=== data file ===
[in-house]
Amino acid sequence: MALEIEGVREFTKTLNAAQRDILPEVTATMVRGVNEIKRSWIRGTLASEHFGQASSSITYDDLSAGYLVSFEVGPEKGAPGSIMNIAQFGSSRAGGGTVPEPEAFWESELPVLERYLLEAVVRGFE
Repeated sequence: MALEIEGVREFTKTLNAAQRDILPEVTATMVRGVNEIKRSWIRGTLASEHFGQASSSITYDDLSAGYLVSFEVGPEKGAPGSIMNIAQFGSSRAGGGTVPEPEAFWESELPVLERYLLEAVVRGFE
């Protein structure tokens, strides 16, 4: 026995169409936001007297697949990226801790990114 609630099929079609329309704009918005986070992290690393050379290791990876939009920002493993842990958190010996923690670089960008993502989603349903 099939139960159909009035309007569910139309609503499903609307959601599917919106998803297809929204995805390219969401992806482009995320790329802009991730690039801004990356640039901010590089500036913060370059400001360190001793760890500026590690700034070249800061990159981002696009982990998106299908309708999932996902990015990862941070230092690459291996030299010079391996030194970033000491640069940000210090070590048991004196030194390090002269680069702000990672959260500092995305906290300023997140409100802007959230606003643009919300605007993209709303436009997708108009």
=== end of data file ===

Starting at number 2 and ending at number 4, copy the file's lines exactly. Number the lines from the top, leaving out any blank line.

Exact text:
Amino acid sequence: MALEIEGVREFTKTLNAAQRDILPEVTATMVRGVNEIKRSWIRGTLASEHFGQASSSITYDDLSAGYLVSFEVGPEKGAPGSIMNIAQFGSSRAGGGTVPEPEAFWESELPVLERYLLEAVVRGFE
Repeated sequence: MALEIEGVREFTKTLNAAQRDILPEVTATMVRGVNEIKRSWIRGTLASEHFGQASSSITYDDLSAGYLVSFEVGPEKGAPGSIMNIAQFGSSRAGGGTVPEPEAFWESELPVLERYLLEAVVRGFE
């Protein structure tokens, strides 16, 4: 026995169409936001007297697949990226801790990114 609630099929079609329309704009918005986070992290690393050379290791990876939009920002493993842990958190010996923690670089960008993502989603349903 099939139960159909009035309007569910139309609503499903609307959601599917919106998803297809929204995805390219969401992806482009995320790329802009991730690039801004990356640039901010590089500036913060370059400001360190001793760890500026590690700034070249800061990159981002696009982990998106299908309708999932996902990015990862941070230092690459291996030299010079391996030194970033000491640069940000210090070590048991004196030194390090002269680069702000990672959260500092995305906290300023997140409100802007959230606003643009919300605007993209709303436009997708108009």